Despite optimistic talk of how more and more homeless people were moving into permanent housing, the tenor of Monday night’s community dialogue on homelessness changed when about 15 homeless people entered the meeting in the Silver Spring Civic Building and disputed how well the County is handling its homeless population.
“Morally it’s wrong to say you have compassion, and you don’t,” said Sharetha Wilson, who recently moved into her own place after four years living on the street.
“You say you have compassion, but you pass us on your way,” she told the packed meeting room. “If you see us on the streets, if you see us in church, why not say, ‘How can I help you?’” she asked. “You all snub your noses.”
Council member George Leventhal, who hosted the meeting, praised Wilson’s comments, while pointing out that there are so many challenges involved with getting a person off the streets and emergency shelters and into their own house.
“These are hard, very complex issues,” said Montgomery County Department of Health and Human Services Director Uma Ahluwalia. “We are doing many things right, but not everything.”
Ahluwalia promised to investigate many of the concerns expressed at the meeting, noting, “This community is very empathetic.”
In 2007, there were 1,139 homeless people in the County, according to the annual one-night point-in-time count conducted throughout the County. Last year, there were 894.
The County is on track to end chronic homelessness by April, Ahluwalia said, referring to those living on the streets for more than a year and having at least one chronic medical problem. As of 2017, there were 158 chronic homeless persons here.
The goal is to help the most vulnerable first, Leventhal said.
“We don’t want people in a shelter. We want people in [permanent] housing,” he said, noting that two homeless people died during the recent brutally cold nights.
During the recent cold spell, emergency shelters were filled, and people had to “sleep in closets, in the computer lab, on every chair we have.” said Christine Hong, Director of Homeless Services at Interfaith Works.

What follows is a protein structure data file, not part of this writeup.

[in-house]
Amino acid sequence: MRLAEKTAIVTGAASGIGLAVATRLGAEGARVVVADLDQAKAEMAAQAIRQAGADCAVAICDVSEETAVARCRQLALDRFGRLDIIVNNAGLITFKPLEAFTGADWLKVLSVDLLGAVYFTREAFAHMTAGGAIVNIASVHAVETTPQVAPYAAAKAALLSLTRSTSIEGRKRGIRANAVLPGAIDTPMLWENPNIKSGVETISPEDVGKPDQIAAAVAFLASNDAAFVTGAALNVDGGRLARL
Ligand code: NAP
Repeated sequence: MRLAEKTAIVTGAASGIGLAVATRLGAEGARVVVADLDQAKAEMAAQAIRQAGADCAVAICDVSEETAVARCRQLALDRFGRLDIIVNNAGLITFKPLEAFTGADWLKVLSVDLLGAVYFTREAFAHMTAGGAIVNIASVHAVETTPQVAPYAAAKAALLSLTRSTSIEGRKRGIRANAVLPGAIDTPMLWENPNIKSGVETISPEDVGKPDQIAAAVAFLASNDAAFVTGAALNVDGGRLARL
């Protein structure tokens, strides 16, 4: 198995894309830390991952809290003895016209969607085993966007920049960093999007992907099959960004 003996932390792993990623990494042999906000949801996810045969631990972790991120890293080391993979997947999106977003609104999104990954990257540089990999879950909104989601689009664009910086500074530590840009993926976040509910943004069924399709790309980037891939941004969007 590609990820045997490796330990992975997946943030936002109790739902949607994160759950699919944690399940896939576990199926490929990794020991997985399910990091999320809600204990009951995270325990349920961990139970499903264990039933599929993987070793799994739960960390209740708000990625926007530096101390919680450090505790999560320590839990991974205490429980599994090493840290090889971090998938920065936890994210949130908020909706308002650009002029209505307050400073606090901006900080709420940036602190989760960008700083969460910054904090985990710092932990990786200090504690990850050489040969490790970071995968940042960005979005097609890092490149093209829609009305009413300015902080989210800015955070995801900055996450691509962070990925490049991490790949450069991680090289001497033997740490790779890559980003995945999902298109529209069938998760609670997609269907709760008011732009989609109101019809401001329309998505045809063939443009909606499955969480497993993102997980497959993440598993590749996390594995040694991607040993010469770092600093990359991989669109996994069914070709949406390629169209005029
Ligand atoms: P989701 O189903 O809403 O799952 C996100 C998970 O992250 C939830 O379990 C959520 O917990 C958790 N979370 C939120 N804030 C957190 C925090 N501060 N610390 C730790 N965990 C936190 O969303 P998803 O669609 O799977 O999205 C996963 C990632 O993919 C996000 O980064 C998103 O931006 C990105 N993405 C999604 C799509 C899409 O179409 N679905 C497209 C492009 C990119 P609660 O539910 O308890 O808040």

Representatives of the County’s Health and Human Services Department, Bethesda Cares, Interfaith Works, Shepherd’s Table and the Coalition for the Homeless used the two-hour meeting to explain their efforts to end homelessness in Montgomery County.
Using federal and County funds, the County stresses outreach and getting each homeless person to trust the services them. When necessary, there is money for quick fixes – like assistance with paying a security deposit or utility bill – in addition to the free meals, clothing and counseling offered by the County to those in need.
Still, there is a need for more affordable housing because the County’s housing stock is so expensive, said Bethesda Cares Executive Director John Mendez.
“I feel like we are seeing some real successes,” he said. “We believe, and we know, that if you can build relationships with people, they begin to trust you.”
Amanda Harris, chief of services to end and prevent homelessness in the County’s HHS Department, noted that
the majority of Montgomery County’s homeless population have problems that are short-term and, with a bit of help, can often find housing on their own.
“About 30 percent of the people that we see are employed,” she said. “They are working,”
Getting homeless persons into their own housing, Mendez explained, allows them to better keep track of medications and to not spend their days looking for a bathroom or a place to sleep.
“We have to have more housing stock,” he said, noting that the practice of moving the homeless from one encampment to the next is not a solution.
“They don’t deserve it,” he said. “They are human beings.”